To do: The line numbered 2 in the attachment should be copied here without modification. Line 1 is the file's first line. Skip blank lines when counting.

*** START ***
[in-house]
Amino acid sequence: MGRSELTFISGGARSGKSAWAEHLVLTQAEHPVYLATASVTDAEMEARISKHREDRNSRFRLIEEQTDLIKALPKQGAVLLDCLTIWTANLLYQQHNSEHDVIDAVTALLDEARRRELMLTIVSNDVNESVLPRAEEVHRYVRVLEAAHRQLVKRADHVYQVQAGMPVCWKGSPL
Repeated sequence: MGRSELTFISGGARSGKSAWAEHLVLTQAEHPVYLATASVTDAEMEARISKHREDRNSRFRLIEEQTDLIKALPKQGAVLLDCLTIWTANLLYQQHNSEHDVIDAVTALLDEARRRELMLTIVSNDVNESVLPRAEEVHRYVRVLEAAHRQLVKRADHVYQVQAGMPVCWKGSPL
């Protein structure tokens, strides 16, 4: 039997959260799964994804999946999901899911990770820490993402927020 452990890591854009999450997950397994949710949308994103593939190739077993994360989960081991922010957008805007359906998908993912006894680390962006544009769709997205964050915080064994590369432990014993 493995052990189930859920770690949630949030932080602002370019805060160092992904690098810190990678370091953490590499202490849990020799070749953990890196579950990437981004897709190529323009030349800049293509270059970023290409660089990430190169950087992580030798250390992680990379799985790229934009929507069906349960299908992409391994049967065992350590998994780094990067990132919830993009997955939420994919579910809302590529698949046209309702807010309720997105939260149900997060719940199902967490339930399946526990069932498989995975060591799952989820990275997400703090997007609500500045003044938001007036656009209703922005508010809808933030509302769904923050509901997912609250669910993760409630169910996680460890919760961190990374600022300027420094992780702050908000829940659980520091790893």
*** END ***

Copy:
Amino acid sequence: MGRSELTFISGGARSGKSAWAEHLVLTQAEHPVYLATASVTDAEMEARISKHREDRNSRFRLIEEQTDLIKALPKQGAVLLDCLTIWTANLLYQQHNSEHDVIDAVTALLDEARRRELMLTIVSNDVNESVLPRAEEVHRYVRVLEAAHRQLVKRADHVYQVQAGMPVCWKGSPL